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Man admits pushing fellow commuter in front of Tube train to try and kill him

man-admits-pushing-fellow-commuter-in-front-of-tube-train-to-try-and-kill-him

Richard Hartley-Parkinson

Man admits pushing fellow commuter in front of Tube train to try and kill him
Alan Alencar admitted attempted murder after pushing another man under a train (Picture: Central News)

A 29-year-old man has admitted attempting to murder a man by pushing him into the path of a Tube train.

The 55-year-old victim, a global financial expert, was seriously injured when the westbound District Line train ran over him at Bayswater Underground Station in central London on November 2 last year.

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Alan Alencar approached the stranger from behind and shoved him in the back with both hands as the train pulled into the platform at around 5pm.

Despite the driver applying the brakes, the train travelled three quarters of the way down the platform.

Commuter Alain Lesjongard fell between the tracks and curled up into the foetal position allowing the train to pass over him.

Man admits pushing fellow commuter in front of Tube train to try and kill him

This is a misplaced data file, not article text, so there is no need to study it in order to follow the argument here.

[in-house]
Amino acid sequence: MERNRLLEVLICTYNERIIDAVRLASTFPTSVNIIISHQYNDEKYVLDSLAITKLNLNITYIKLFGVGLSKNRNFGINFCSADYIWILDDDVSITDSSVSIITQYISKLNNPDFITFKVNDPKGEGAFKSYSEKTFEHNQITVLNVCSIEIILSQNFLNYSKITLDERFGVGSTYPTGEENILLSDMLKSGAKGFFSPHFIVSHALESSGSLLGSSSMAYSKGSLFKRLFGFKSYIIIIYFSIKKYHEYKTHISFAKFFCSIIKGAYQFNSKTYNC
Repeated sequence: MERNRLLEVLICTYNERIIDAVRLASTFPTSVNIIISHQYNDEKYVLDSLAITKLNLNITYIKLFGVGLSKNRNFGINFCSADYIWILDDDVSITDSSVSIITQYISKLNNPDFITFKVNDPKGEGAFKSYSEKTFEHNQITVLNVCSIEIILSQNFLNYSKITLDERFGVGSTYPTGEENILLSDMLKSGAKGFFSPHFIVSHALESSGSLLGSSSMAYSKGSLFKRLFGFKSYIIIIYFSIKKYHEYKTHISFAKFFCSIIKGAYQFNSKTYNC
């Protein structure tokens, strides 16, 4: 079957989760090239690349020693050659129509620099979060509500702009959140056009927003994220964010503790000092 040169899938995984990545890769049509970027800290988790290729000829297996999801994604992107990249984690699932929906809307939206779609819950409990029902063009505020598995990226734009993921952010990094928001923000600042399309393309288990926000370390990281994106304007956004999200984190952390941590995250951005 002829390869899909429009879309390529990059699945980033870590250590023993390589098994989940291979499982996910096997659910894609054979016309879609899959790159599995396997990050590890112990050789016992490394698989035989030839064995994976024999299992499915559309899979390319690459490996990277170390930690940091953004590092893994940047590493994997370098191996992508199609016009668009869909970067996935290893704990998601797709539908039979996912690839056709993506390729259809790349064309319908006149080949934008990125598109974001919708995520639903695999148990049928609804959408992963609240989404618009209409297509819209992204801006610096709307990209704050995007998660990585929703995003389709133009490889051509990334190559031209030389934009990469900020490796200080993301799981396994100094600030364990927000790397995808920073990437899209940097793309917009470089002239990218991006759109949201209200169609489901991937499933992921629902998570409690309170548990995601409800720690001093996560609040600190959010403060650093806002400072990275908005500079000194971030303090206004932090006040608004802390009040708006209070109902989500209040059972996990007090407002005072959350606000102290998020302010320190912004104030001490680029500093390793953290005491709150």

Alencar shoved his victim, who he did not know, with both hands (Picture: PA)

He managed to crawl out from underneath the carriage and was taken to hospital suffering from a broken ankle and lacerations to the neck and shoulders. The incident was captured on CCTV.

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The Old Bailey heard that Alencar, of Northcote Street, Edinburgh, then walked away.

During a hearing on Friday Alencar pleaded guilty to one count of attempted murder. He will be sentenced on March 9 after psychiatric assessment.

Alencar’s defence barrister Andrew Forsyth said his client ‘sends his heartfelt apologies’ to Mr Lesjongard and his family.

Man admits pushing fellow commuter in front of Tube train to try and kill him
The driver of the train performed an emergency stop at Bayswater station (Picture: Google Street View)

‘He had also that day been so see his mother who was self-detained in a psychiatric unit,’ Mr Forsyth said, adding that his client was ‘seriously ill at the time’.

He had previously told the court: ‘The defendant has a long history of psychiatric illness.’

‘Sadly he was on day release and he had been discharged from a section of the hospital in Edinburgh at the time of the incident – there is much of the background that needs to be explored.’

Alencar had become ‘immediately regretful’ and had signaled to try and stop the train hurtling towards Mr Lesjongard.

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